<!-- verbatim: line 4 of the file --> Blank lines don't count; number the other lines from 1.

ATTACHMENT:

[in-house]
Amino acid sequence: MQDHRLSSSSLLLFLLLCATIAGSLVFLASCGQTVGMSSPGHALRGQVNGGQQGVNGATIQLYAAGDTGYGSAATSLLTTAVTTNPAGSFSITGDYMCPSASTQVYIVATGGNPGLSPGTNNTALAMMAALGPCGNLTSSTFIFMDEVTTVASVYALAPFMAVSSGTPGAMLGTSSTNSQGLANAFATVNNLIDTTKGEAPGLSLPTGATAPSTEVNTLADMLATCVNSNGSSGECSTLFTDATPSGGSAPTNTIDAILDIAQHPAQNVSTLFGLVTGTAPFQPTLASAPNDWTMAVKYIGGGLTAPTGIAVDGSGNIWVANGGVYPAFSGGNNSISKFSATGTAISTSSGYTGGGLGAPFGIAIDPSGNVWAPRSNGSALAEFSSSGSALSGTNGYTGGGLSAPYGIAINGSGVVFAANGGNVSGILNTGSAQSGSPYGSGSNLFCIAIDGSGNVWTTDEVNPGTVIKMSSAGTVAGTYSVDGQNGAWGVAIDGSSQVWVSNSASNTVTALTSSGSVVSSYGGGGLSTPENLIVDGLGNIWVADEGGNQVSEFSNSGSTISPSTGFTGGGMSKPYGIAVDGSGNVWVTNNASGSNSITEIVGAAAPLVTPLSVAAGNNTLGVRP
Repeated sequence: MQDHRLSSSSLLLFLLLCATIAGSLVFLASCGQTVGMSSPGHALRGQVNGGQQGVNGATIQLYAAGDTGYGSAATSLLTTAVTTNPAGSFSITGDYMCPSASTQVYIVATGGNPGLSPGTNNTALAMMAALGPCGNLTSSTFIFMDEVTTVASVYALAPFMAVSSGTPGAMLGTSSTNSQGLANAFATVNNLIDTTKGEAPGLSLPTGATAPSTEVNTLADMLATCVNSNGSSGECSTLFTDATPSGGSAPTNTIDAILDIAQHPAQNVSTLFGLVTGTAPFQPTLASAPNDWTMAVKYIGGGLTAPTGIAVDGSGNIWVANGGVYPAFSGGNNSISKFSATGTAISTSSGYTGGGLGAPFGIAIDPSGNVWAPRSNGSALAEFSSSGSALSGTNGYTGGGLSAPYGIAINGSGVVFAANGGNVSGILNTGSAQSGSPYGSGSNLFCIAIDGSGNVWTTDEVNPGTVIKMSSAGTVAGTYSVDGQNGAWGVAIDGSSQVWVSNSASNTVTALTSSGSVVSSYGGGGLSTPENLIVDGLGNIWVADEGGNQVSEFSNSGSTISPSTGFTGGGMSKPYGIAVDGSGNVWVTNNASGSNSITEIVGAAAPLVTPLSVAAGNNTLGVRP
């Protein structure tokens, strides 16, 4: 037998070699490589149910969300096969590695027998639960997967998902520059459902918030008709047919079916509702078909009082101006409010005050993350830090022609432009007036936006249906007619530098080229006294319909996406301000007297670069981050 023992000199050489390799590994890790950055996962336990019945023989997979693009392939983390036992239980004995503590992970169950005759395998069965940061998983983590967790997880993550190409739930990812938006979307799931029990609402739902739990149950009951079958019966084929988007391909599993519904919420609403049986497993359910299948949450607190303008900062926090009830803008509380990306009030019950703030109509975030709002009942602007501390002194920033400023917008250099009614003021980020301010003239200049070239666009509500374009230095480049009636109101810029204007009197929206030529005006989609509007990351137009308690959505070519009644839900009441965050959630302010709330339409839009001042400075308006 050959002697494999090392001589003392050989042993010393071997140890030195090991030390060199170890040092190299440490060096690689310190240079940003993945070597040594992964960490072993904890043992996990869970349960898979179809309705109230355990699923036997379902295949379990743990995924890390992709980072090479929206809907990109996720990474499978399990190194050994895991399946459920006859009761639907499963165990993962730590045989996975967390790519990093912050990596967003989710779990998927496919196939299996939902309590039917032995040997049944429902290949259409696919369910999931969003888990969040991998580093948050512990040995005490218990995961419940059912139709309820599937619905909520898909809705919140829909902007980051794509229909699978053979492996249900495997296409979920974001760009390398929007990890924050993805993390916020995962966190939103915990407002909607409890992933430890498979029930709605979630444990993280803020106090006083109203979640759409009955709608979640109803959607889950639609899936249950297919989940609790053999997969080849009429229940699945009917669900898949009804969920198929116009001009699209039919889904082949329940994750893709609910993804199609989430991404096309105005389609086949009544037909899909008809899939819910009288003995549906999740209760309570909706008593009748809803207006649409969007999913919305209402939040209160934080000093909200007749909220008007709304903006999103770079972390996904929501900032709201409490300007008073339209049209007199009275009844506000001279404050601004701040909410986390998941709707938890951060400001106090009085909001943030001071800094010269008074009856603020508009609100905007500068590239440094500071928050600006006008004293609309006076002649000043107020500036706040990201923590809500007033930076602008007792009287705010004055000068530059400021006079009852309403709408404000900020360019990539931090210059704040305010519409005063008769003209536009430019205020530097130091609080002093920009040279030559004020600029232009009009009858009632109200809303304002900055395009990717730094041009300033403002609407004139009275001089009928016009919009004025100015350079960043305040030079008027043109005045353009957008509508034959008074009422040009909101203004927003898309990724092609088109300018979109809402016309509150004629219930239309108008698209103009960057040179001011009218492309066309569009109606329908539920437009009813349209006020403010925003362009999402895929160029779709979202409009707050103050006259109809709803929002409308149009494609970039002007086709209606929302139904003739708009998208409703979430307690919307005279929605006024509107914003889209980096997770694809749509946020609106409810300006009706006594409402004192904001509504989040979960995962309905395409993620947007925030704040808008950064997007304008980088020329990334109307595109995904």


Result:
């Protein structure tokens, strides 16, 4: 037998070699490589149910969300096969590695027998639960997967998902520059459902918030008709047919079916509702078909009082101006409010005050993350830090022609432009007036936006249906007619530098080229006294319909996406301000007297670069981050 023992000199050489390799590994890790950055996962336990019945023989997979693009392939983390036992239980004995503590992970169950005759395998069965940061998983983590967790997880993550190409739930990812938006979307799931029990609402739902739990149950009951079958019966084929988007391909599993519904919420609403049986497993359910299948949450607190303008900062926090009830803008509380990306009030019950703030109509975030709002009942602007501390002194920033400023917008250099009614003021980020301010003239200049070239666009509500374009230095480049009636109101810029204007009197929206030529005006989609509007990351137009308690959505070519009644839900009441965050959630302010709330339409839009001042400075308006 050959002697494999090392001589003392050989042993010393071997140890030195090991030390060199170890040092190299440490060096690689310190240079940003993945070597040594992964960490072993904890043992996990869970349960898979179809309705109230355990699923036997379902295949379990743990995924890390992709980072090479929206809907990109996720990474499978399990190194050994895991399946459920006859009761639907499963165990993962730590045989996975967390790519990093912050990596967003989710779990998927496919196939299996939902309590039917032995040997049944429902290949259409696919369910999931969003888990969040991998580093948050512990040995005490218990995961419940059912139709309820599937619905909520898909809705919140829909902007980051794509229909699978053979492996249900495997296409979920974001760009390398929007990890924050993805993390916020995962966190939103915990407002909607409890992933430890498979029930709605979630444990993280803020106090006083109203979640759409009955709608979640109803959607889950639609899936249950297919989940609790053999997969080849009429229940699945009917669900898949009804969920198929116009001009699209039919889904082949329940994750893709609910993804199609989430991404096309105005389609086949009544037909899909008809899939819910009288003995549906999740209760309570909706008593009748809803207006649409969007999913919305209402939040209160934080000093909200007749909220008007709304903006999103770079972390996904929501900032709201409490300007008073339209049209007199009275009844506000001279404050601004701040909410986390998941709707938890951060400001106090009085909001943030001071800094010269008074009856603020508009609100905007500068590239440094500071928050600006006008004293609309006076002649000043107020500036706040990201923590809500007033930076602008007792009287705010004055000068530059400021006079009852309403709408404000900020360019990539931090210059704040305010519409005063008769003209536009430019205020530097130091609080002093920009040279030559004020600029232009009009009858009632109200809303304002900055395009990717730094041009300033403002609407004139009275001089009928016009919009004025100015350079960043305040030079008027043109005045353009957008509508034959008074009422040009909101203004927003898309990724092609088109300018979109809402016309509150004629219930239309108008698209103009960057040179001011009218492309066309569009109606329908539920437009009813349209006020403010925003362009999402895929160029779709979202409009707050103050006259109809709803929002409308149009494609970039002007086709209606929302139904003739708009998208409703979430307690919307005279929605006024509107914003889209980096997770694809749509946020609106409810300006009706006594409402004192904001509504989040979960995962309905395409993620947007925030704040808008950064997007304008980088020329990334109307595109995904």